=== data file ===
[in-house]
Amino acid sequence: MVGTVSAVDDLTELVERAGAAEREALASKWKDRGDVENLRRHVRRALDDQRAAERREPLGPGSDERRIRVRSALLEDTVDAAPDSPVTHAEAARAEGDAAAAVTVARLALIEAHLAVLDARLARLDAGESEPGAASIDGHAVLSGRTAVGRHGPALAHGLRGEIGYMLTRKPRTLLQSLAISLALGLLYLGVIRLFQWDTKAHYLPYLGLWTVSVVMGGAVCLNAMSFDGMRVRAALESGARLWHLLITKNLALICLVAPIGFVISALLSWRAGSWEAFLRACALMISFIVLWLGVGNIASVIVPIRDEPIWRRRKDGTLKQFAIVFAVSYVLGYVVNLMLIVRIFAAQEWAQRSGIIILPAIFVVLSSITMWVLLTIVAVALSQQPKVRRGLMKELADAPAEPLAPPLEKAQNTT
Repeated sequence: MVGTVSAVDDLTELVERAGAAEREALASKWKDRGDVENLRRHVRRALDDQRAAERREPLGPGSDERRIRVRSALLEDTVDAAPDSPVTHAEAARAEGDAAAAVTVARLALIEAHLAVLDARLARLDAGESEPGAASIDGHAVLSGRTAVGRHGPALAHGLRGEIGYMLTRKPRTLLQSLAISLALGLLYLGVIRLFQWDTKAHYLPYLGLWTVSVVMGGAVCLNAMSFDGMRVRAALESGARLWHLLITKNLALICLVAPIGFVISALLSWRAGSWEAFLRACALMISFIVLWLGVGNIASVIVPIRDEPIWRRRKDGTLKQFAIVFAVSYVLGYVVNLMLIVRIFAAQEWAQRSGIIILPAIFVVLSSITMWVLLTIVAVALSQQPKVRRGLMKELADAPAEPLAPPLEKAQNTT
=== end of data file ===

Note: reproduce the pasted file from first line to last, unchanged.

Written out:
[in-house]
Amino acid sequence: MVGTVSAVDDLTELVERAGAAEREALASKWKDRGDVENLRRHVRRALDDQRAAERREPLGPGSDERRIRVRSALLEDTVDAAPDSPVTHAEAARAEGDAAAAVTVARLALIEAHLAVLDARLARLDAGESEPGAASIDGHAVLSGRTAVGRHGPALAHGLRGEIGYMLTRKPRTLLQSLAISLALGLLYLGVIRLFQWDTKAHYLPYLGLWTVSVVMGGAVCLNAMSFDGMRVRAALESGARLWHLLITKNLALICLVAPIGFVISALLSWRAGSWEAFLRACALMISFIVLWLGVGNIASVIVPIRDEPIWRRRKDGTLKQFAIVFAVSYVLGYVVNLMLIVRIFAAQEWAQRSGIIILPAIFVVLSSITMWVLLTIVAVALSQQPKVRRGLMKELADAPAEPLAPPLEKAQNTT
Repeated sequence: MVGTVSAVDDLTELVERAGAAEREALASKWKDRGDVENLRRHVRRALDDQRAAERREPLGPGSDERRIRVRSALLEDTVDAAPDSPVTHAEAARAEGDAAAAVTVARLALIEAHLAVLDARLARLDAGESEPGAASIDGHAVLSGRTAVGRHGPALAHGLRGEIGYMLTRKPRTLLQSLAISLALGLLYLGVIRLFQWDTKAHYLPYLGLWTVSVVMGGAVCLNAMSFDGMRVRAALESGARLWHLLITKNLALICLVAPIGFVISALLSWRAGSWEAFLRACALMISFIVLWLGVGNIASVIVPIRDEPIWRRRKDGTLKQFAIVFAVSYVLGYVVNLMLIVRIFAAQEWAQRSGIIILPAIFVVLSSITMWVLLTIVAVALSQQPKVRRGLMKELADAPAEPLAPPLEKAQNTT